The UK new car market rose by 1.2% in August, according to the latest figures from the Society of Motor Manufacturers and Traders (SMMT). The growth, albeit marginal, is the first seen since February, with some 68,858 new vehicles joining the road during what is typically the second quietest month of the year as many buyers choose to wait for a ‘new’ numberplate in September.
Despite the growth, August volumes were still the weakest for the month, bar 2021, since 2013 as supply chain pressures continued to constrain the market. Large fleet registrations fell by -1.6%, although this was offset by a 3.2% increase in deliveries to private consumers. Business customers saw the largest increase of 26.6%, but the sector is small in volume and subject to volatility.
Overall growth in the month was driven primarily by battery electric vehicles (BEVs), which recorded a 35.4% increase in volumes and a 14.5% market share. However, growth in this segment is slowing, with a year-to-date increase of 48.8%, whereas at the end of Q1, BEV registrations had been up by 101.9%.
Plug-in Hybrid (PHEV) registrations fell by -23.1% to comprise 5.6% of monthly registrations. As a result, plug-in vehicles accounted for one in five (20.2%) of August’s registrations. Hybrid electric vehicle registrations remained relatively stable, falling by -0.7%.
Superminis remained the most popular vehicle class, growing market share to 34.0% as 7.4% more of them were delivered to customers than in August 2021. Multi-purpose, luxury saloon and lower medium vehicles also recorded growth of 31.0%, 1.5% and 1.3% respectively, while registrations of all other segments declined.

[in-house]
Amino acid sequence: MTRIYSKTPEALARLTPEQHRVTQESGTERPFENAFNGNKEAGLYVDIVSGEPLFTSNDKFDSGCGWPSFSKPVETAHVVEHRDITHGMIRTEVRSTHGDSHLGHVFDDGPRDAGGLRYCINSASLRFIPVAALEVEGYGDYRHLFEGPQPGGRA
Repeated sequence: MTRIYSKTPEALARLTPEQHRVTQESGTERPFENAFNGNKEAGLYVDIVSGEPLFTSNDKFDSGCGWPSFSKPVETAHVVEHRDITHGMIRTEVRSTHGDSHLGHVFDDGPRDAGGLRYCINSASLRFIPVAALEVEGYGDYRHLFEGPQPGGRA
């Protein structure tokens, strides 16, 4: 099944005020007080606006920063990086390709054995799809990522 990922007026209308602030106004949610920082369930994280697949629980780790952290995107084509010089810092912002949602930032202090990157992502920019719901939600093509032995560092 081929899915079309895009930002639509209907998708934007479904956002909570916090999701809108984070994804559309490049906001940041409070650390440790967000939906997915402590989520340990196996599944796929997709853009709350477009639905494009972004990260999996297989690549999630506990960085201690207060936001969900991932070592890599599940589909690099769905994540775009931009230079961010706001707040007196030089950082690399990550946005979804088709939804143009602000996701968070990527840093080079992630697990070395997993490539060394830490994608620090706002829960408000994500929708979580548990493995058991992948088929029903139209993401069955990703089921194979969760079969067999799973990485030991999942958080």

Year to date, registrations are down by -10.7% on last year at 983,099 units – more than a third (-35.3%) lower than during the first eight months of pre-pandemic 2019 – demonstrating the scale of the challenge ahead in terms of recovery.
Mike Hawes, SMMT Chief Executive, said, “August’s new car market growth is welcome, but marginal during a low volume month. Spiralling energy costs and inflation on top of sustained supply chain challenges are piling even more pressure on the automotive industry’s post-pandemic recovery, and we urgently need the new Prime Minister to tackle these challenges and restore confidence and sustainable growth. With September traditionally a bumper time for new car uptake, the next month will be the true barometer of industry recovery as it accelerates the transition to zero emission mobility despite the myriad challenges.”